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Bristow in Prince William County, Virginia — The American South (Mid-Atlantic)
 

Lees Last Move North: The Bristoe Station Campaign of 1863

Bristoe Station

 
 
Lees Last Move North: The Bristoe Station Campaign of 1863 Marker image. Click for full size.
By Devry Becker Jones, June 13, 2020
1. Lees Last Move North: The Bristoe Station Campaign of 1863 Marker
Inscription.  
After the Battle of Gettysburg in July 1863, the Confederate Army of Northern Virginia commanded by Gen. Robert E. Lee and the Union Army of the Potomac commanded by Maj. Gen. George G. Meade settled in central Virginia on either side of the Rapidan River. In an effort to influence the war in the western theatre, both armies sent reinforcements to northern Georgia. Lee detached Lt. Gen. James Longstreet with the majority of his corps west while Meade sent the Eleventh and Twelfth Corps in response.

By October, Lee believed he had to take advantage of Meade's reduced numbers and planned an offensive campaign that he hoped would duplicate his successful Second Manassas campaign in August 1862. On October 9, 1863, Lee ordered his Army of Northern Virginia across the Rapidan River near Orange, VA in a series of flanking maneuvers to earn a victory over the Union Army. Continuously, Meade was able to maneuver quickly enough to escape Lee's trap. Meade's goal was to reach the protection of Centreville heights before Lee could intercept him. After miles of hard marching and fighting battles at James City, Brandy Station, Jeffersonton
Lees Last Move North: The Bristoe Station Campaign of 1863 Marker image. Click for full size.
By Devry Becker Jones, June 13, 2020
2. Lees Last Move North: The Bristoe Station Campaign of 1863 Marker
and Auburn, the lead elements of Lee's army caught up to Meade here at Bristoe Station. On October 14th the stage was set for Lee's last chance to attack and gain an advantage over the superior Union army before it escaped northward to Centreville. Though unbeknownst to him at the time, this would be Lee's major offensive campaign of the war.
 
Erected by Prince William County Department of Public Works, Historic Preservation Division.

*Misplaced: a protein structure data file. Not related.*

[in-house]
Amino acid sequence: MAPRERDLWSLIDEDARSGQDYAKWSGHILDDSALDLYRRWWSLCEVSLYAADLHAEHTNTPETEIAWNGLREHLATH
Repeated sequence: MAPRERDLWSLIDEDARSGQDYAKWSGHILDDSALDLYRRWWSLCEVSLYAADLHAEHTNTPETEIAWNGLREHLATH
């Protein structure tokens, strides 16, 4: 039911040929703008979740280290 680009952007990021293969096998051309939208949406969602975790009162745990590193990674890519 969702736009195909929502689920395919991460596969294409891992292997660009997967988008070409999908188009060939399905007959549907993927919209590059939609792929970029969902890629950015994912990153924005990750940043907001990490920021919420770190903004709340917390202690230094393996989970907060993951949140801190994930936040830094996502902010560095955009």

Topics. This historical marker is listed in this topic list: War, US Civil.
 
Location. 38° 43.627′ N, 77° 32.64′ W. Marker is in Bristow, Virginia, in Prince William County. Marker is on 10th Alabama Way just south of Iron Brigade Unit Avenue, on the right when traveling south. Touch for map. Marker is at or near this postal address: 11639 Iron Brigade Unit Ave, Bristow VA 20136, United States of America. Touch for directions.
 
Other nearby markers. At least 8 other markers are within walking distance of this marker. Bristoe 1863 Trail (here, next to this marker); Bristoe Station Battlefield Heritage Park (a few steps from this marker); Confederate Cemeteries (within shouting distance of this marker); Bristoe 1861-1862 Trail (within shouting distance of this marker); Roads to Bristoe Station (within shouting distance of this marker); Lee Catches Meade (about 300
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feet away, measured in a direct line); Federal Winter Quarter (about 500 feet away); Camp Jones (about 500 feet away). Touch for a list and map of all markers in Bristow.
 
 
Credits. This page was last revised on June 13, 2020. It was originally submitted on June 13, 2020, by Devry Becker Jones of Washington, District of Columbia. This page has been viewed 49 times since then. Photos:   1, 2. submitted on June 13, 2020, by Devry Becker Jones of Washington, District of Columbia.
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Oct. 29, 2020